- Fade delay [ms]: Set the default time (in milliseconds) that it takes to fade between scenes.
- Scroll speed [pixel/sec]: Set the speed in which large scenes will be scrolled by. A higher value equals faster scrolling.
- Sprite cache size [MB]: Set the sprite cache size (in megabytes), which stores recently loaded sprites.
- Speech output balance [%]: Define by how much speech audio output depends on the position of the speaking character. 0% means that the position doesn't matter at all, 100% means that the audio is played only by the left/right speaker, if the character is standing on the left/right side of the screen.
- Text alignment: Define the alignment for text spoken by characters.
- Narration text alignment: Define the alignment for narration text.
- Disable interaction during character anim: Prevent the user from being able to interact while character animations are played.
- Object text font: Set the default font for object text. You can define an individual font for each object text inside the respective action part though.
- Savegame screenshot: Set an image file that serves as the screenshot thumbnail for all scenes when playing on mobile devices (taking in-game screenshots is not possible on mobile devices). You can define an individual image for each scene in the respective scene's properties though.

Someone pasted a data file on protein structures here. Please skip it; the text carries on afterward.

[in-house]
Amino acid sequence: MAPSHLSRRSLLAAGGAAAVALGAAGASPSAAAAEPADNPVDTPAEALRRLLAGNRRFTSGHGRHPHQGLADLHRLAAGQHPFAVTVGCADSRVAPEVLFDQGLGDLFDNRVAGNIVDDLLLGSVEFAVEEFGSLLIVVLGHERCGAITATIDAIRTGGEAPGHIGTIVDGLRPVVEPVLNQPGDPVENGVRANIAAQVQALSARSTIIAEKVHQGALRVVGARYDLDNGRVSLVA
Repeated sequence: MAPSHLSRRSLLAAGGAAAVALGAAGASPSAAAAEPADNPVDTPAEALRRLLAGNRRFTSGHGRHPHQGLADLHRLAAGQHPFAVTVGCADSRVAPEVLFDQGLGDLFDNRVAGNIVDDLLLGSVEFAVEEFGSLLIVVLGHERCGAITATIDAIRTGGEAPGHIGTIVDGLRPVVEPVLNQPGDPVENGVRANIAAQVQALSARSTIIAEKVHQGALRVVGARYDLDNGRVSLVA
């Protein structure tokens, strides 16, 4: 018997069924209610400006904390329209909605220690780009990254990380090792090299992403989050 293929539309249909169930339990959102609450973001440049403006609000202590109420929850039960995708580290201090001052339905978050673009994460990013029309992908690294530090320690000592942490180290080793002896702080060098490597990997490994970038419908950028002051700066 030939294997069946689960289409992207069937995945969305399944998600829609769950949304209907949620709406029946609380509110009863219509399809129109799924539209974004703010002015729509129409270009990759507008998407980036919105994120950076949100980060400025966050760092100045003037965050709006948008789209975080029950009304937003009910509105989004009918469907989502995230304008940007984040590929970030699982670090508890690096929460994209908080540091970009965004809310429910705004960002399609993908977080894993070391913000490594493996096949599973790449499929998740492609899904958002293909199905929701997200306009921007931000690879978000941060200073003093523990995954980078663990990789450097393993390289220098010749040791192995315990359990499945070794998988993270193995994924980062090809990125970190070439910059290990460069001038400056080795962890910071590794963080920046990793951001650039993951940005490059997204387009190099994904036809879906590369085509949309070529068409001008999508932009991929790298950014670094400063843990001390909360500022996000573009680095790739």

- Video pause screen: Set an image file that serves as a video pause screen.
- Loading screen: Set an image file that serves as a loading screen on game start (before the intro movie).
- Wait cursor: Select the cursor which is shown while the engine is loading data (on scene change).
Action text is the text that displays the current command and/or object names when hovering over or interacting with objects, e.g. "Door", "Look at door", "Use key with door" etc.
- Display: Define if, how and where the action text should be displayed. If you choose not to draw the action text, you can still add it to an interface.
- Font: Select the font which should be used to display the action text.
- Rectangle: Define position and size of a box in which the action text should be displayed; only applicable if the "Draw action text inside rectangle" option was selected under "Display".
- Music Bus: tbd
- Sound Bus: tbd
- Walksound Bus: tbd
- Speech Bus: tbd
- Additional folders: When building (compiling) the game, only asset files linked somewhere in the editor will be included. If you load files via Lua code, which are not used elsewhere in the project, this might work during development but fail in the final game, when those files are not accessible. That's why you can add additional folders whose files will be included in the game build anyway.